Chippewa Indians

Herbs are a common staple in American cooking.  In fact, herbs are the forefathers of taste.  The Chippewa Indians and all of the other Indian tribes of the times have been using herbs for hundreds of years, not only for cooking purposes, but also as medicine and self-healing.  If you have been to any large supermarket lately, you may have noticed how much more space the produce department has dedicated to herbs.  That is mainly because of the knowledge explosion about what herbs can do for your overall health.   The secret healing power of herbs is a secret that the Chippewa Indians and virtually all of our forefathers have utilized for centuries past.  It is about time we learn something from them.

If you are considering using herbs as a medicinal tool like the Chippewa Indians have done and still do today, you will have a choice to make.  Should you purchase your herbs at the local market or should you grow them yourself? Of course, I always find it better to do my own gardening.  I believe there is nothing better for you than ingesting your own hand grown herbs.  Nowadays, there are too many reasons to doubt that your herbs were “handled with care”.  You will have no way of knowing whether or not your food was polluted by chemicals and pesticides. Back in the days when the Chippewa Indians planted their gardens, the problems associated with crop damage were not treated with the chemicals of the twentieth century.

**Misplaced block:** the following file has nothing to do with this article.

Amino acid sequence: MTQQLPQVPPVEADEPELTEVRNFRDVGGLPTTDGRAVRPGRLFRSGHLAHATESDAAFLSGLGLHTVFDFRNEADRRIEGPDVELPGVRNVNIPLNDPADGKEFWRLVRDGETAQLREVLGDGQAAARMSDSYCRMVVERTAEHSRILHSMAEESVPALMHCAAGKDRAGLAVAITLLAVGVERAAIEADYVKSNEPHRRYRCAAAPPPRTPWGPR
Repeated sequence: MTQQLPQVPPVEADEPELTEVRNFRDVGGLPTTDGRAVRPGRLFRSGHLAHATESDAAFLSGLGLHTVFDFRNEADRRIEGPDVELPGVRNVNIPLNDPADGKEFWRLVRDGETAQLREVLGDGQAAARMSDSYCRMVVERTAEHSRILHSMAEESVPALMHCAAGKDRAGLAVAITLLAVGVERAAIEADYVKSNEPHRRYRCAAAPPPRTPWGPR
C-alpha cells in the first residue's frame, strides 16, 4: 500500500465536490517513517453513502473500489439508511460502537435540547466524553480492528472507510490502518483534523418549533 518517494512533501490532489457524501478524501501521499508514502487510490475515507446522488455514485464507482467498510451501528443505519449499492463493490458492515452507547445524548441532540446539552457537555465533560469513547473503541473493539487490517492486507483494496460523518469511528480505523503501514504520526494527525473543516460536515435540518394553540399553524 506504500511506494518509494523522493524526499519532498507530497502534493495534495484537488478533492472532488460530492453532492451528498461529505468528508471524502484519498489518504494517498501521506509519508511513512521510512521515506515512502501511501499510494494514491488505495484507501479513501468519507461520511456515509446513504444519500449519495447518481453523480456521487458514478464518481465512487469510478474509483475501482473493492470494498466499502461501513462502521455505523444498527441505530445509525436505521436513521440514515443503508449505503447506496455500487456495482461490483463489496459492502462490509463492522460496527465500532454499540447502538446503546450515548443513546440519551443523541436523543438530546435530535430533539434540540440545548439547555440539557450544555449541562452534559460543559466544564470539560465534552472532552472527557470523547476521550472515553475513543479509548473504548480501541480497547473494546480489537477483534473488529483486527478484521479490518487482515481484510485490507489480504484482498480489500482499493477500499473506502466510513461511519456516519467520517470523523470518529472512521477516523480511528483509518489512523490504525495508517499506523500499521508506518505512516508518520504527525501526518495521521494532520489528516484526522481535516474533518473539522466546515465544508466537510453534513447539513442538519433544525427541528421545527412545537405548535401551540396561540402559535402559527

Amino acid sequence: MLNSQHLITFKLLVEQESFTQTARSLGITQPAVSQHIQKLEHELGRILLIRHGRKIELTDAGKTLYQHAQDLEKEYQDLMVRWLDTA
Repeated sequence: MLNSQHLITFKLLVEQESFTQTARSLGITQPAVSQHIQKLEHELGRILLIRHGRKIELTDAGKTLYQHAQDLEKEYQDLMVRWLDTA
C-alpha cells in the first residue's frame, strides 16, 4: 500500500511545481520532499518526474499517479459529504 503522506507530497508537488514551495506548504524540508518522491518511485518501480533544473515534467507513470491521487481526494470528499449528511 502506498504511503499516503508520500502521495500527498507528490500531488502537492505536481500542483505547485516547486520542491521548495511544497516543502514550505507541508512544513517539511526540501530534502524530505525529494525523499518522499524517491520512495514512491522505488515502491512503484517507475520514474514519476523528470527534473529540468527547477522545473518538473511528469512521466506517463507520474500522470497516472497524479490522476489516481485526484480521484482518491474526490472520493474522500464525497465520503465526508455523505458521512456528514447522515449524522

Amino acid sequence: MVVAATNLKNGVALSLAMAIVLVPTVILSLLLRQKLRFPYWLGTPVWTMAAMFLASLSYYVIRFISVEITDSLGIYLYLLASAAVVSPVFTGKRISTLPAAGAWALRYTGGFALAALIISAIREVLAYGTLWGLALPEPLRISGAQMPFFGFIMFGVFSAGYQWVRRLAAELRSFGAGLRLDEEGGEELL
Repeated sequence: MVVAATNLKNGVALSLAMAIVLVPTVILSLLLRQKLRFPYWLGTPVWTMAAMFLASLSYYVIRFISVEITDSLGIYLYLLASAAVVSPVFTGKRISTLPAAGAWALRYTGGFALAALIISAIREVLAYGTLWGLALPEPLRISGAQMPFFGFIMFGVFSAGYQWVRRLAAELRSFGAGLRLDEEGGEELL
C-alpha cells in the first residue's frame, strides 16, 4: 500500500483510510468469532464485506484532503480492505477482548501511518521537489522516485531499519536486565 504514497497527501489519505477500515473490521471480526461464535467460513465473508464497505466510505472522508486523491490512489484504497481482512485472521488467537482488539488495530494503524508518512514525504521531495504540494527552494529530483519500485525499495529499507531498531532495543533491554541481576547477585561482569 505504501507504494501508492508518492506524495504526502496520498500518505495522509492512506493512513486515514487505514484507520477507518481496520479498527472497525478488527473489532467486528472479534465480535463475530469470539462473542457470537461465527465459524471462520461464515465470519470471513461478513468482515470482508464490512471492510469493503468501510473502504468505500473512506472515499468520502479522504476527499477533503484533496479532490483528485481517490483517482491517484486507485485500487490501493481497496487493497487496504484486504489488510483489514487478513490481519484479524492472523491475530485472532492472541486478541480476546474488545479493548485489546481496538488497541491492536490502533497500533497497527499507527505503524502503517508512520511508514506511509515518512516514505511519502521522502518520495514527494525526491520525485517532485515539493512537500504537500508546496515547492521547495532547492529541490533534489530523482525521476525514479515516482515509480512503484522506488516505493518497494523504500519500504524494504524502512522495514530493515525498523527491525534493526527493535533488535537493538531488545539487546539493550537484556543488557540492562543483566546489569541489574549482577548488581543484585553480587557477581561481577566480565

So, which herbs do you choose?  If you are going to plant indoors, here is a modest list of herbs that are very windowsill friendly and that have many medicinal properties:

  • Basil, chives, dill, fennel, hyssop, lavender, parsley, peppermint, rosemary, sage, savory and thyme. 

If you are going to plant outdoors, the following plants will flourish with little effort.  These are all perennial medicinal herbs and do well for anyone in a temperate climate. 

  • Chasteberry, goldenseal, lemon balm, mints, oregano, spearmint, St. Johns Wort, tansy, valerian, wild yam and willow.

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